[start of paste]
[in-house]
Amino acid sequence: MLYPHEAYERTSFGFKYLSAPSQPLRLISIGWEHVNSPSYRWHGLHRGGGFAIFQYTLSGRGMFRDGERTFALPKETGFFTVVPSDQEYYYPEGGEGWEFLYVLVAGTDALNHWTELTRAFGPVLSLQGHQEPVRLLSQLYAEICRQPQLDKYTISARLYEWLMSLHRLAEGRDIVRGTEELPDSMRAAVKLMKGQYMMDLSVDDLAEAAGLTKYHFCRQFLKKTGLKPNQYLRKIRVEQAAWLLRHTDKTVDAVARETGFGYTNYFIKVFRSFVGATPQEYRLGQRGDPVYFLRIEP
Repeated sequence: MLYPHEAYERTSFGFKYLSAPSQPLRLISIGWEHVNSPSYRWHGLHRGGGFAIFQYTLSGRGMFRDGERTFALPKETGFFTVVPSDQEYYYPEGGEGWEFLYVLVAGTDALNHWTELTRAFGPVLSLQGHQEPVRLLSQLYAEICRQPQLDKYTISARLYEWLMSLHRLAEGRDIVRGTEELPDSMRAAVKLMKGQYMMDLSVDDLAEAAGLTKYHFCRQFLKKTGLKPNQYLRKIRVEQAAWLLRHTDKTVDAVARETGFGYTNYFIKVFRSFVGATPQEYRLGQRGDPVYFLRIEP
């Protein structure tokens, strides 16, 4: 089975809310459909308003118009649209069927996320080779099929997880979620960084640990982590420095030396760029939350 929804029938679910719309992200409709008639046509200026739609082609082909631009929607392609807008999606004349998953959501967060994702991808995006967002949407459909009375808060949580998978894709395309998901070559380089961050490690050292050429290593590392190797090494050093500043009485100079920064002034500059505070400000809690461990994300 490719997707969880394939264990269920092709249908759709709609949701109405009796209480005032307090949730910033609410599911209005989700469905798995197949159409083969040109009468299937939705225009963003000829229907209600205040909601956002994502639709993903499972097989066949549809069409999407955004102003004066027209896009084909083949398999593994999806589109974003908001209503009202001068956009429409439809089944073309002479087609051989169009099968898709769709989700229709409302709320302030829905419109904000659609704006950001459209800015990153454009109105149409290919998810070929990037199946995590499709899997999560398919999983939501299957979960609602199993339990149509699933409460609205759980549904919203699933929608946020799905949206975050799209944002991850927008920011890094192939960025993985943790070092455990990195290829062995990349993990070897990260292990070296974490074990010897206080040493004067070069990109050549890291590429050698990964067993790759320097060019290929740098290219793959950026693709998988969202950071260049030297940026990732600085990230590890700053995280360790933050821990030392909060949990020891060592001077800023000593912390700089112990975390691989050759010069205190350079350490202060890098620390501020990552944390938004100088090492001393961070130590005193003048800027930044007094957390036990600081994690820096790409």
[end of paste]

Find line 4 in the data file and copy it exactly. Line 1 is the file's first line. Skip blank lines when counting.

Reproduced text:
């Protein structure tokens, strides 16, 4: 089975809310459909308003118009649209069927996320080779099929997880979620960084640990982590420095030396760029939350 929804029938679910719309992200409709008639046509200026739609082609082909631009929607392609807008999606004349998953959501967060994702991808995006967002949407459909009375808060949580998978894709395309998901070559380089961050490690050292050429290593590392190797090494050093500043009485100079920064002034500059505070400000809690461990994300 490719997707969880394939264990269920092709249908759709709609949701109405009796209480005032307090949730910033609410599911209005989700469905798995197949159409083969040109009468299937939705225009963003000829229907209600205040909601956002994502639709993903499972097989066949549809069409999407955004102003004066027209896009084909083949398999593994999806589109974003908001209503009202001068956009429409439809089944073309002479087609051989169009099968898709769709989700229709409302709320302030829905419109904000659609704006950001459209800015990153454009109105149409290919998810070929990037199946995590499709899997999560398919999983939501299957979960609602199993339990149509699933409460609205759980549904919203699933929608946020799905949206975050799209944002991850927008920011890094192939960025993985943790070092455990990195290829062995990349993990070897990260292990070296974490074990010897206080040493004067070069990109050549890291590429050698990964067993790759320097060019290929740098290219793959950026693709998988969202950071260049030297940026990732600085990230590890700053995280360790933050821990030392909060949990020891060592001077800023000593912390700089112990975390691989050759010069205190350079350490202060890098620390501020990552944390938004100088090492001393961070130590005193003048800027930044007094957390036990600081994690820096790409």